Brussels, 20 December 2002
Commission opens proceedings into joint selling of media rights to the English Premier League
The European Commission has sent a Statement of Objections to the English Football Association Premier League (FAPL) over the joint selling of the media rights to Premier League matches. Joint selling is tantamount to price-fixing, which could only be exempted if the restrictions of competition were strictly necessary to ensure the legitimate goals pursued by the arrangements for example solidarity among clubs - and if they resulted in benefits for other interested parties, in particular football fans. These same considerations have led the Commission in June to reach a preliminary positive view on the modified rules of UEFA for the joint selling of the media rights to the final stages of the Champions League.
The European Commission in June 2001 opened an investigation on its own initiative into the joint selling of media rights to the English Premier League. A year later, i.e. in June 2002, the Premier League notified its Regulations concerning the joint selling of the commercial rights to the Premier League and requested clearance under European Union competition rules.
The Premier League sells packages of media rights on behalf of the League clubs to television companies in Britain and Ireland on an exclusive basis. Under the arrangements, clubs are prevented from selling any rights on their own, even those that are not included in the packages. In practice, this means that currently only 25% of the Premier League matches are broadcast live.
One effect of joint selling, especially when coupled with exclusivity, is that only big media groups can afford the acquisition and exploitation of the bundle of rights. This leads to higher prices and shuts out competitors from key content. Football fans are also potentially harmed since they are offered less football on TV, or no coverage at all in those cases where they do not subscribe to pay-TV as there are no live matches on free TV.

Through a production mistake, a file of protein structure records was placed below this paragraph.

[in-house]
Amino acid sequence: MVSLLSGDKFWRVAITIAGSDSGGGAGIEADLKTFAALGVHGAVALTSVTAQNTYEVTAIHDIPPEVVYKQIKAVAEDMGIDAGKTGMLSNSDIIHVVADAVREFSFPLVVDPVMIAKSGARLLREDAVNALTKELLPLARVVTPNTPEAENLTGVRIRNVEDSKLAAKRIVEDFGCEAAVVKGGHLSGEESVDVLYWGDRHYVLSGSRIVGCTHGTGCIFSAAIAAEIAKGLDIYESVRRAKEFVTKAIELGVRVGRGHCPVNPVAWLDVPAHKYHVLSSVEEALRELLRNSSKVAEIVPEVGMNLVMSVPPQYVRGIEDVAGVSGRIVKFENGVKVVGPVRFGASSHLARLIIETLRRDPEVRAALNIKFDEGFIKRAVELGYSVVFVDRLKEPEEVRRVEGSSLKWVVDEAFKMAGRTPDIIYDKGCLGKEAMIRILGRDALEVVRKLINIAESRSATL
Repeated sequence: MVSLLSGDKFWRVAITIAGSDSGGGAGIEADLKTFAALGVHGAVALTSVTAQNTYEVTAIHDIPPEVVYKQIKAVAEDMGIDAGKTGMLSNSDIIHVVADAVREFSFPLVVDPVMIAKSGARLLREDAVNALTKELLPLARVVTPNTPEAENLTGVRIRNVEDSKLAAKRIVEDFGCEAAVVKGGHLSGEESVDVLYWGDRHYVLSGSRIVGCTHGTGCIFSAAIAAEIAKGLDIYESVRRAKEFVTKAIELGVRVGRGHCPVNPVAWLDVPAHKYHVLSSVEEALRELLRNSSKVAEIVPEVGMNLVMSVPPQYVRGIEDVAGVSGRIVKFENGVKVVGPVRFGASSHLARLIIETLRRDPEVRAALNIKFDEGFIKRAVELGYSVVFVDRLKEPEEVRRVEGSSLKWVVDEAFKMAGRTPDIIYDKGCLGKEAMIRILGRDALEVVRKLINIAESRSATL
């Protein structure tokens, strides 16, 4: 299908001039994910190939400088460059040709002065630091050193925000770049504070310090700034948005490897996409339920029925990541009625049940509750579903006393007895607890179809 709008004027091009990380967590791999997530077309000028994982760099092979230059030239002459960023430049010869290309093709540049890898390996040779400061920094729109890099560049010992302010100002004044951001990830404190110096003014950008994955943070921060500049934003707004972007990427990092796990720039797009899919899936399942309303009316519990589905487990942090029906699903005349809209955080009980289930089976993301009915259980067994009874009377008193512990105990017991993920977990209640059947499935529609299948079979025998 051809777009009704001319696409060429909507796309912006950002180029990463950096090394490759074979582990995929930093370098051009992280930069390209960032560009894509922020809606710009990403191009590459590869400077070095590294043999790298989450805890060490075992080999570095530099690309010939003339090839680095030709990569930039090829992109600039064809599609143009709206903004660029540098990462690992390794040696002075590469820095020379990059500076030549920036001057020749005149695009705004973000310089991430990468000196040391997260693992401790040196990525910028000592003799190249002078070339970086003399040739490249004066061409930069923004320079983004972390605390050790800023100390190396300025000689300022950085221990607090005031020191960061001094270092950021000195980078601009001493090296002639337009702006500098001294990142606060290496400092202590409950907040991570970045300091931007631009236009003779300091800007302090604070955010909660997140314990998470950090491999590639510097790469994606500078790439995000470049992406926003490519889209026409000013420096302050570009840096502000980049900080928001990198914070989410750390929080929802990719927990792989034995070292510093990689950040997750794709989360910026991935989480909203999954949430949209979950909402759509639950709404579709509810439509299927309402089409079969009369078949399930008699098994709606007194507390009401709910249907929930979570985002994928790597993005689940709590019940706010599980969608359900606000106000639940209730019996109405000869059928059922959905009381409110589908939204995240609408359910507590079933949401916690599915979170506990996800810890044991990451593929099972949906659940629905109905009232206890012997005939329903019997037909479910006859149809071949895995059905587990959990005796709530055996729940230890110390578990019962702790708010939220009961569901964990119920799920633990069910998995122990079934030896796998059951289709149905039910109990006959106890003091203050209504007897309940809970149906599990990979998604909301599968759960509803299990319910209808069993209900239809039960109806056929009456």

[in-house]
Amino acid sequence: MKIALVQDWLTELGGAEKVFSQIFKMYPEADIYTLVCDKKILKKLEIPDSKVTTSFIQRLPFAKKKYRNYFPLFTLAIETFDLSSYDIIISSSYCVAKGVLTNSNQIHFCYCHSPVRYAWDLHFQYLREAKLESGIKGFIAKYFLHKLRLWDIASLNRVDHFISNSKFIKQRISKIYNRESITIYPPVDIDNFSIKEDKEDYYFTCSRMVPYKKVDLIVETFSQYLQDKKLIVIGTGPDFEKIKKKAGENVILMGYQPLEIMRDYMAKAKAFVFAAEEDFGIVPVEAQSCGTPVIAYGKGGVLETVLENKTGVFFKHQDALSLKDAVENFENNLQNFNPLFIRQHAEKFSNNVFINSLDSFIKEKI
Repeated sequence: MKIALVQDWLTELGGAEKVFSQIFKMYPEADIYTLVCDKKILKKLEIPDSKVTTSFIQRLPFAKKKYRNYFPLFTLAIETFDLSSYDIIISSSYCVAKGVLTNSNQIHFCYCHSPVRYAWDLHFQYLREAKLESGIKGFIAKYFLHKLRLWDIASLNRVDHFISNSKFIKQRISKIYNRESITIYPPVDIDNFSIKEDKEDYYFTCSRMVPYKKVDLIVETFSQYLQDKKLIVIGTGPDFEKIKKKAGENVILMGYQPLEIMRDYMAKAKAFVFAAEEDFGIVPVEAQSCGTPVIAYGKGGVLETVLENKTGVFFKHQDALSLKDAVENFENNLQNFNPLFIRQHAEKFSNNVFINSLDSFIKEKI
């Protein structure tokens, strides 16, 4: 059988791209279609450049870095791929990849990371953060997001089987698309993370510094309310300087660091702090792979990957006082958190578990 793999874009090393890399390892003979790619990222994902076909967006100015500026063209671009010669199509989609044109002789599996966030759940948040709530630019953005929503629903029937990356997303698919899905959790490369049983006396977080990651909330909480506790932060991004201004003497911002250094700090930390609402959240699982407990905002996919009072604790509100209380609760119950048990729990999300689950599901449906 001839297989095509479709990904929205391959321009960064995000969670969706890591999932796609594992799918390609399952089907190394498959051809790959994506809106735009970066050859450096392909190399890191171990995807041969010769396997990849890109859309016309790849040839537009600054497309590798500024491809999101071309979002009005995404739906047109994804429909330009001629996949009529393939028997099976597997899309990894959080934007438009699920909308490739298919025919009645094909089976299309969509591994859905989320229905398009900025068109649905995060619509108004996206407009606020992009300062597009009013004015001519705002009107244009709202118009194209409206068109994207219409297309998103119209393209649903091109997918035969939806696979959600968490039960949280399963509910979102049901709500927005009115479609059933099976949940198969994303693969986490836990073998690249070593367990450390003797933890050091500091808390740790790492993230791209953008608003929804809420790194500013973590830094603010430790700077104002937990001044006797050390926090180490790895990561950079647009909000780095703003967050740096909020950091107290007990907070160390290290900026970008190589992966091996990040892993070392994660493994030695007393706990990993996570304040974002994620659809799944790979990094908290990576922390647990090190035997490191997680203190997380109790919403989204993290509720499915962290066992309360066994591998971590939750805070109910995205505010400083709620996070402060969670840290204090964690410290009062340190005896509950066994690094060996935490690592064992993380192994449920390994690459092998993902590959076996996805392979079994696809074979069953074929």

The lack of competition may also limit the packages of rights available for new media and new technologies, in particular the third-generation of mobile phones, which could see their introduction slowed down as a result.
All these anti-competitive effects do not mean, however, that joint selling is to be banned outright. Article 81(3) requires the Commission to assess whether agreements, which at prima facie are anti-competitive could bring benefits, including to the consumer, in which case they could be exempted.
The Commission fully accepts that sport is not to be treated like any other sector and respects the declaration of the European Council in Nice in December 2000, which encourages a redistribution of part of the revenue from the sales of TV rights at the appropriate levels, as beneficial to the principle of solidarity between all levels and areas of sport.
Furthermore, in June the Commission reached a preliminary settlement with European football governing body UEFA regarding the joint selling of the Champions League. Under the proposed settlement, the Commission would accept a limited joint selling agreement subject to a number of conditions, leading to more matches being made available live, and greater individual selling of rights by the clubs (See IP/02/806).
As regards the Premier League, the Commission considers that the current joint selling arrangements are anti-competitive because they have the effect of foreclosing the market for other broadcasters and ultimately limit media coverage of soccer events to the detriment of consumers. The Commission believes at this stage that the selling of the media rights as practised by the FAPL is not indispensable for guaranteeing solidarity among clubs participating in the English leagues and that it is possible to achieve solidarity without incurring anti-competitive effects.
The Commission will examine carefully and with an open mind any proposals that the FAPL may submit to render the current arrangements compatible with European competition law and to guarantee open access to media coverage of football.
The sending of a Statement of Objections does not prejudge the final outcome of the investigation and respects the rights of the notifying party and other interested parties to be heard.
The FAPL has two and a half months to reply to the Commission's objections. It can also request a hearing at which it would be able to submit its arguments directly to the representatives of the national competition authorities.